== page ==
The other day I was sitting in a meeting with a group of friends. We were discussing Twitter and how it could be used to run promotions on the internet. This meeting included myself, Andrew, and a number of other well established business owners and marketing consultants. This discussion prompted the following blog post. A Twitter Case Study — Picture This Scenario:
You’re hired to manage a social media campaign for a client – a family fun center with several locations. You decide to test the social media waters with Twitter. So you recommend the following: Send out a message via the family fun center Twitter account, tweeting something like: “TODAY ONLY (3/5/09) FREE entry to skate rink and free skate rental. Please RT.” What Happens Next: Before you know it the tweet is spreading like wildfire. You are of course tracking the number of retweets and are astonished by the number of people retweeting the promotion. Initially, you are excited. You can’t help but think; “This is awesome, our business is getting exposed to tons of new potential customers.” You are also getting a little nervous… just how many freebies will you give away today? A couple hundred? More? The only thing you can do is wait and see what exactly will happen. Throughout the day the number of tweets continues to grow and so does the line for FREE entry into your client’s business. By nightfall you have given freebies to literally thousands of people and some of your locations are experiencing over-crowd. What will your paying customers think? Are they going to be satisfied with their experience and wish to return? This scenario brings up the following questions:
- Is giving away something FREE worth the price of potentially acquiring a new customer?
- Will this particular cost of acquisition to be less than normal, considering that you had paying customers that were upset that they didn’t get in free, and might not return because of the frustration they experience having to pay and then the place being so packed?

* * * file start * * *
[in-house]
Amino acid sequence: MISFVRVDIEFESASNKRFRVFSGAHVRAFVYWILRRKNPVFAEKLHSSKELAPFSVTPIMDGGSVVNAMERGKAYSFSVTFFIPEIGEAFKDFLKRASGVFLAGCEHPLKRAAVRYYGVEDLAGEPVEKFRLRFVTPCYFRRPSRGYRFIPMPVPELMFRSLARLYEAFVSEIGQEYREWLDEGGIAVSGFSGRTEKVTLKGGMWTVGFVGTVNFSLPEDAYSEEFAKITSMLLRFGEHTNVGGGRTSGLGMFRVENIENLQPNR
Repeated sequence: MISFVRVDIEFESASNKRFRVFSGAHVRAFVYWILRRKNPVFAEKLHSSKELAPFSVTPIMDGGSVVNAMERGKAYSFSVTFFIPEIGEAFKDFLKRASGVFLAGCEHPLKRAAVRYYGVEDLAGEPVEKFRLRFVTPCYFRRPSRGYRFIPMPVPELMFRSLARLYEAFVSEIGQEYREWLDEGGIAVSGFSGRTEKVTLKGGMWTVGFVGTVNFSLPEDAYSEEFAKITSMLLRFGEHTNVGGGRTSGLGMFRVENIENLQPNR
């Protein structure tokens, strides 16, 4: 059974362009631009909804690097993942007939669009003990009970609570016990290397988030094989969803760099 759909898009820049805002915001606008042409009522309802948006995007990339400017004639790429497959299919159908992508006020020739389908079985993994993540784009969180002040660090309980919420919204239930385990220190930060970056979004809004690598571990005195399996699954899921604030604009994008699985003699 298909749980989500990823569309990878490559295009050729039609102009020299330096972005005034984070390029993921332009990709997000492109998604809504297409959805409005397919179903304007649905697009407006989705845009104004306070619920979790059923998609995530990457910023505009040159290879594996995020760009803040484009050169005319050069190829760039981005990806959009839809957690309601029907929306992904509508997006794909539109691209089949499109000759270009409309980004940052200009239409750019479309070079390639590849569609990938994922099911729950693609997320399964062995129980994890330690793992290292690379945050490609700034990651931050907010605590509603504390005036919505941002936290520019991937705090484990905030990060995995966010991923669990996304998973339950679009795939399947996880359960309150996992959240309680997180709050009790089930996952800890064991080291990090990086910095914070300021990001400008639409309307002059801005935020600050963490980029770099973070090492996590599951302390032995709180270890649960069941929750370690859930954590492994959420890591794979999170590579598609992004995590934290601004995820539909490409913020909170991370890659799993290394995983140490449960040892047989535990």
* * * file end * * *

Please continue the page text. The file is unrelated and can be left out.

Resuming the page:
- Will this promotion actually lead to a true customer acquisition, considering the fact these people are not paying for anything.
- How can you estimate the effect this Twitter campaign might have?
- Will the locations be properly staffed?
- Do the store managers know about the promotion? Will customers be questioned about the authenticity of the promotion?
- Will there be enough skate rentals available?
- Will the owners of the business be satisfied?
- What is the expectation?
- If you are going to give away something for free, maybe you should require the taker do something simple in return.
- You could require the customer do something. Give them options: 1) write a blog post about the promotion and link to the company website. 2) follow us on Twitter. 3) friend us on Facebook.
- Or, require the customer to make some kind of purchase. “Free entry with skate rental purchase.” This can help hedge the cost.
- Communication must be great. Every manager needs to know about the Twitter promotion. The locations need to be properly staffed for the potential influx of customers. You should have extra skates on hand and other products as well, and probably limit the amount of free entries to maybe like the first 500 or something.
- Mostly their must be a measurable goal, agreed to beforehand by all involved.